I owe IRS Debts but i don't know how and I need IRS Debt Help. It may be because I did not file returns a few years back, but I was sure I had enough withheld to cover my taxes.
Contact a tax relief agency or an IRS debt resolution firm. They can pull SFRs (substitute for returns) that the IRS prepared when you did not file your own returns.
The SFRs which will state your liability. If the returns the IRS filed are not accurate, then you can file accurate returns to replace the SFRs.
If you owe a balance, you should see if you qualify for a settlement through the IRS' Offer in Compromise program. If you earn enough to afford a payment plan, then you need to set up a formal installment agreement to repay the tax debt. An installment agreement will protect you from wage garnishment or a bank levy.
If you have an IRS tax debt of more than $10,000, then I suggest getting a consultation to see what your best strategy is.
If the IRS shows that you presently owe and you did not file that return, then it is clear that the IRS has filed that return for you. This IRS substitute-for-return (or SFR) is based on whatever income was reported to the IRS for you on that tax year. SFRs use only your standard deduction. If you would have shown a smaller tax liability had you filed a return and claimed other deductions, such as dependents or mortgage interest, then you need to file a replacement for the the IRS' SFR.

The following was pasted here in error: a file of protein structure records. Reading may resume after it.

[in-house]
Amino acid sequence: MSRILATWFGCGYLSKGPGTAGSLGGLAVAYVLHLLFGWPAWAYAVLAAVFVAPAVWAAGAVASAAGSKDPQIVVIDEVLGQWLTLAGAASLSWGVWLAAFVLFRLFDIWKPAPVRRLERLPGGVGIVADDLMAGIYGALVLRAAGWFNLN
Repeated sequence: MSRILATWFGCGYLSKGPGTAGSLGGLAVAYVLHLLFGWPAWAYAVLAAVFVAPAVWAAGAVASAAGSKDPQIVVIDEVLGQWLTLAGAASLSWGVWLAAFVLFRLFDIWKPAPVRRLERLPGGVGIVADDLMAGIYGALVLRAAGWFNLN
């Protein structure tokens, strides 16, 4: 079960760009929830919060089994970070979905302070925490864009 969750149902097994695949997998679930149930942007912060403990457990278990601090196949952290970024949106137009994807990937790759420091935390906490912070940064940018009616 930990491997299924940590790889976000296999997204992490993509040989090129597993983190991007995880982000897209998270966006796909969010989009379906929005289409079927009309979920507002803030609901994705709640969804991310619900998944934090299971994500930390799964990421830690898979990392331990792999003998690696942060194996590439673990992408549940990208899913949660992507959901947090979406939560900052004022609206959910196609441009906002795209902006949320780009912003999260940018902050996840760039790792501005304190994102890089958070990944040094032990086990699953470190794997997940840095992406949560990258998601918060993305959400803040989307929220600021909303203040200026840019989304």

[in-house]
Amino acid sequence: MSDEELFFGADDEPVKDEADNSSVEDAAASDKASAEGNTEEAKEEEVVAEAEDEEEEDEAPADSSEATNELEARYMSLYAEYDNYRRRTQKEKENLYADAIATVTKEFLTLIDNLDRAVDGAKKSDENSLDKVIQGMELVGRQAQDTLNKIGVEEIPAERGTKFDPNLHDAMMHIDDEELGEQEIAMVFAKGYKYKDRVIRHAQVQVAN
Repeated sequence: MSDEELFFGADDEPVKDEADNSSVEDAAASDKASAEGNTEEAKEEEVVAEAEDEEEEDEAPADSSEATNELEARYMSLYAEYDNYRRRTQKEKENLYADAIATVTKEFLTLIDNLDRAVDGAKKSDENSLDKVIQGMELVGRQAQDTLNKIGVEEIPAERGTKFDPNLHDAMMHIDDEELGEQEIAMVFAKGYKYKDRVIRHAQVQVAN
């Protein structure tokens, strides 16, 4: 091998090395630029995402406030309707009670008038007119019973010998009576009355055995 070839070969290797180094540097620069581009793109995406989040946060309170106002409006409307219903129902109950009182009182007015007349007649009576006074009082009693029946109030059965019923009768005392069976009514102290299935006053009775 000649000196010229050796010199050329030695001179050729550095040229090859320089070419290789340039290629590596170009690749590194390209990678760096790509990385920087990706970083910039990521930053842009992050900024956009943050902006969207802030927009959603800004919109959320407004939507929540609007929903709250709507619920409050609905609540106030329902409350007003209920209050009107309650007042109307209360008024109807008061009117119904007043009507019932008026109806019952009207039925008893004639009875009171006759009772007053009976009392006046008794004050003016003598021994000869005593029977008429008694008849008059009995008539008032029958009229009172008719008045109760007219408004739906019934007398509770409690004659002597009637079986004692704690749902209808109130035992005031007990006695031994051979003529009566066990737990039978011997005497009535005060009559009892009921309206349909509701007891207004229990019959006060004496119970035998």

We are friends with the folks at Freedom Tax Relief ((800) 455-6829. Freedom Tax Relief can prepare a new tax return and represent you through the process of having the IRS set their SFR assessment aside and compute your actual tax liability on the real income and expenses you had. This could potentially zero-out the tax debt.
If you want Bills.com to find you a tax resolution firm, you can apply for help on the Bills.com IRS Tax Debt Help page.
Do not worry about finding old 1099’s for tax year. Freedom Tax Relief can have the IRS provide these numbers to FTR prepare the new return. Do not delay. If you have a balance due on that tax return, failure to file and pay may result in large penalties and interest.
In conclusion, I recommend you retain a firm to file a corrected return so the IRS will set aside its SFR balance.
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